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After almost three-and-a-half years of difficult negotiations, the EU’s Common Fisheries Policy (CFP) reform package has been approved. The policy is now tasked with returning European fish stocks to sustainable levels and to put an end to wasteful fishing practices.

The new fisheries legislation was given the final green light in a final plenary vote by European Parliament (EP) on 10 December and will start to take effect on 1 January 2014. The basic regulation includes measures to halt overfishing and to reduce the controversial practice of discarding unwanted fish at sea.

EU fisheries chief Maria Damanaki, who initiated the CFP reform process in July 2011, was relieved to see the official adoption of the new legislation, stating that Europe now has “a policy which will radically change our fisheries and will pave the way for a sustainable future for our fishermen and our resources.”

She added that the new CFP is “a driver for what is most needed in today's Europe: a return to growth and jobs for our coastal communities.”

According to EP, currently 88 percent of Mediterranean stocks and 39 percent of Atlantic stocks are overfished due to surplus fleet capacity, excessive catches and patchy compliance with the previous rules. Under the new CFP, member states will have to set sustainable fishing quotas from 2014, and only in clearly defined, exceptional cases, by 2020. At the same time, fishermen will have to respect the maximum sustainable yield (MSY) of stocks. In other words, they will be prevented from catching more than a given stock can reproduce in a given year.

The new CFP also stipulates that the EU must avoid contributing to overfishing in foreign waters. It should only catch surpluses that a third country is unable to use, as provided in the UN Convention on the Law of the Sea. Fisheries agreements with third countries will in future contain a human rights clause, which means agreements could be suspended if human rights are violated.

Agreements with third countries will also have to contain an exclusivity clause stipulating the agreement cannot be circumvented by private contracts between fishermen and third country governments. The EP said it hopes these measures will help prevent "flag hopping" in line with its resolution on the external dimension of the CFP. It’s also requiring control measures to be overseen by a new compliance committee.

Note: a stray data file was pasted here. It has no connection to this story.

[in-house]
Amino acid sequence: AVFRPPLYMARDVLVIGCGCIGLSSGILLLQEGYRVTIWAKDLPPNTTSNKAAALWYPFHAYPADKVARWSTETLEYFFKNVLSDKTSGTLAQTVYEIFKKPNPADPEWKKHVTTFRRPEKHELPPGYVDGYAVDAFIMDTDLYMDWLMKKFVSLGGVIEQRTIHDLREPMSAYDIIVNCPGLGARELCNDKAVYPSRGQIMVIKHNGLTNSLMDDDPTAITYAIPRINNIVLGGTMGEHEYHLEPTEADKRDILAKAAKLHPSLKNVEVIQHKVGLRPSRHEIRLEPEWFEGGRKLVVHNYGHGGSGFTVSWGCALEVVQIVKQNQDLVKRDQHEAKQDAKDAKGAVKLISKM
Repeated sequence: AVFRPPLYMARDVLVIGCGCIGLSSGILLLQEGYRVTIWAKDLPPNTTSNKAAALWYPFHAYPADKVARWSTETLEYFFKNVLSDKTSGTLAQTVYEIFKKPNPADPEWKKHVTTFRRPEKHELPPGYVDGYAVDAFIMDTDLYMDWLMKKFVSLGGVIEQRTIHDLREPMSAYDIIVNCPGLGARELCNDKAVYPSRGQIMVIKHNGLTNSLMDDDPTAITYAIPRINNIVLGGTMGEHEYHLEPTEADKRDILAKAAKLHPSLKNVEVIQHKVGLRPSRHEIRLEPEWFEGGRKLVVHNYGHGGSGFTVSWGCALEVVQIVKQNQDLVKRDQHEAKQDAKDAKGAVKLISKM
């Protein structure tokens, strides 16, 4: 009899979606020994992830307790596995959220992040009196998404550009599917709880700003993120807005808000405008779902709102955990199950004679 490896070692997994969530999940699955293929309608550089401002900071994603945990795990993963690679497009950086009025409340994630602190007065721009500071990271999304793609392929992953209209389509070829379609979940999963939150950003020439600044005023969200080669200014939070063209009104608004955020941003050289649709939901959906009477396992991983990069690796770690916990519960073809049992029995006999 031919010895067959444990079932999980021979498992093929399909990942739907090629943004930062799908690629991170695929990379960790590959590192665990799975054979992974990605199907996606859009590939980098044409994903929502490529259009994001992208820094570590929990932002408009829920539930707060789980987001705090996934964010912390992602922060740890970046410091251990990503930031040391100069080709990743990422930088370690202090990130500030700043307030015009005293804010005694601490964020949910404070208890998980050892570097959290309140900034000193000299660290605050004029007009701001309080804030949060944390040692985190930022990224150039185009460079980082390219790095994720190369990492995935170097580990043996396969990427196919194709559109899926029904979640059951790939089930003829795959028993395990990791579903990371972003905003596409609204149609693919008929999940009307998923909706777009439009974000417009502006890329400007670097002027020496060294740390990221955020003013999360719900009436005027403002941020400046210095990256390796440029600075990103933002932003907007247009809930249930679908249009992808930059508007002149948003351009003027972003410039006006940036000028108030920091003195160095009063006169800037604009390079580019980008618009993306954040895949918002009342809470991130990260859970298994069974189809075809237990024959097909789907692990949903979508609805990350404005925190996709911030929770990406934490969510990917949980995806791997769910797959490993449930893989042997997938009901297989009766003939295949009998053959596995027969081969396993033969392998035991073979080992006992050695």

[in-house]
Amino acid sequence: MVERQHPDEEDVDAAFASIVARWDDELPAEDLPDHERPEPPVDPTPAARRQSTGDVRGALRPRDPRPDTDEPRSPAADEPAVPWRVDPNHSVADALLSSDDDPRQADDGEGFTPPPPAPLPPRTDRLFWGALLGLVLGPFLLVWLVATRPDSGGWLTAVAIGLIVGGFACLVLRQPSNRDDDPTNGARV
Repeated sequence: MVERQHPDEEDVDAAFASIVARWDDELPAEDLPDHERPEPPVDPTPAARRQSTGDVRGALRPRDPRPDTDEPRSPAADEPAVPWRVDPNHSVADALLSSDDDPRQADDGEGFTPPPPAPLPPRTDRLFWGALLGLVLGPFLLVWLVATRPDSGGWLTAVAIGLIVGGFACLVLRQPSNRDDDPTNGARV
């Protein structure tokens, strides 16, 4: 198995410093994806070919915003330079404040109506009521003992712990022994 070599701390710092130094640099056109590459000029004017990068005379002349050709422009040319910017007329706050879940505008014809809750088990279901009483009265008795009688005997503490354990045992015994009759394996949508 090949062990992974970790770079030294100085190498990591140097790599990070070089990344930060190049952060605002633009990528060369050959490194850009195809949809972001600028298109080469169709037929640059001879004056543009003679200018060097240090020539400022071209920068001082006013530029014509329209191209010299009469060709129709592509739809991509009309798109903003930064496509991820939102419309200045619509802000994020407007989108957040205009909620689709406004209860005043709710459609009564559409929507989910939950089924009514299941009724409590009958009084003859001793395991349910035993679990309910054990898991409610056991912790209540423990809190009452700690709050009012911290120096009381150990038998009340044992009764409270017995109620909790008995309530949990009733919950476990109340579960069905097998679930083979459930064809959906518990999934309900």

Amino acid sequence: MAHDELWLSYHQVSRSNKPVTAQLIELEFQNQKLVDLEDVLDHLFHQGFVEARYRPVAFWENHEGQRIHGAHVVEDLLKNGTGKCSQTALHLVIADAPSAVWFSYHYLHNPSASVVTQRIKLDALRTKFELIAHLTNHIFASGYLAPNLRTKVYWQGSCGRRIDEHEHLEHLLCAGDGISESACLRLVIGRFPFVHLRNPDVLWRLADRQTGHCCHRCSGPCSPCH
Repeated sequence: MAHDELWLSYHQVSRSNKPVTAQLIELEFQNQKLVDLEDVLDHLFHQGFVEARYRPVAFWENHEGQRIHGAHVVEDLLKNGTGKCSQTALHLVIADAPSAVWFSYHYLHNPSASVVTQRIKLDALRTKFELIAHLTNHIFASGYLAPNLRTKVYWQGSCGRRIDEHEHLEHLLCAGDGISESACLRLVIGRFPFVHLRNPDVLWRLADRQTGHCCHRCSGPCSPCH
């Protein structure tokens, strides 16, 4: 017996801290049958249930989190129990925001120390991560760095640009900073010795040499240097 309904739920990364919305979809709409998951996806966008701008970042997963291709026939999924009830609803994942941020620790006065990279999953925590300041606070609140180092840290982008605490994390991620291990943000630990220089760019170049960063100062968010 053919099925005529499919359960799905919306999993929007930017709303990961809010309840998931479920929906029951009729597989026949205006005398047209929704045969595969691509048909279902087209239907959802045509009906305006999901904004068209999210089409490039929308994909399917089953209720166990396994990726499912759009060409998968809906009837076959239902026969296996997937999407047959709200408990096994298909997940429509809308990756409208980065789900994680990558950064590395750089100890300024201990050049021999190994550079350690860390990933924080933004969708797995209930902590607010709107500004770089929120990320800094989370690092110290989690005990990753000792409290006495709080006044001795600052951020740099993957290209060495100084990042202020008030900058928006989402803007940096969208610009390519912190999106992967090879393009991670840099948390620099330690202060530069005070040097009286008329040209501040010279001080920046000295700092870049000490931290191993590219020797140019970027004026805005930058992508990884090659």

To hinder the practice of discarding, EU fishing vessels will have to land at least 95 percent of all catches in accordance with a schedule of specific dates for different fisheries, starting gradually from 2015 until 2019. The EP stressed that it fought to keep this figure as high as possible but conceded an outright ban wasn’t viable.

One of the biggest criticisms of the outgoing CFP, which was the outcome of the last reform in 2002, is it required a lot of unnecessary decision making to take place in Brussels. The new policy addresses this issue by bringing a certain amount of devolution to European fisheries management, whereby certain decisions can be taken by regional authorities. The aim is to ensure that where detailed technical rules, such as fishing net mesh sizes, have to be set for individual sea areas, it’s done closer to those directly affected. It should be noted, however, that centralized institutions will continue to assess whether policy targets are being met.

In the context of this regionalization, advisory councils will play a greater role as a forum for building consensus within a region, said EP. It has also demanded that the councils will have a more balanced membership, with 40 percent of members being representatives from outside the fisheries sector, such as NGOs.

Meanwhile, at a consumer level, on-pack labeling rules have been overhauled in order to provide more information to shoppers about the fish they are buying. As a result, retailers will be required to give their customers more specific details relating to the catch area and the type of fishing gear used.

While it’s still very early days, the new CFP has been met with general approval. For example, new U.K. Fisheries Minister George Eustice said he felt European fishing would become “more sustainable” as a result. However, stakeholders are also conscious that there are still some important details that need to be ironed out in the coming months, including defining the European Maritime and Fisheries Fund (EMFF), which will be tasked with co-financing the sustainability objectives of the new policy by increasing investment in small-scale fisheries and aquaculture projects as sources for future growth.

Nevertheless, with most of the political wrangling over, it’s now down to the finalized CFP to bring beneficial change to Europe’s seafood industry.      

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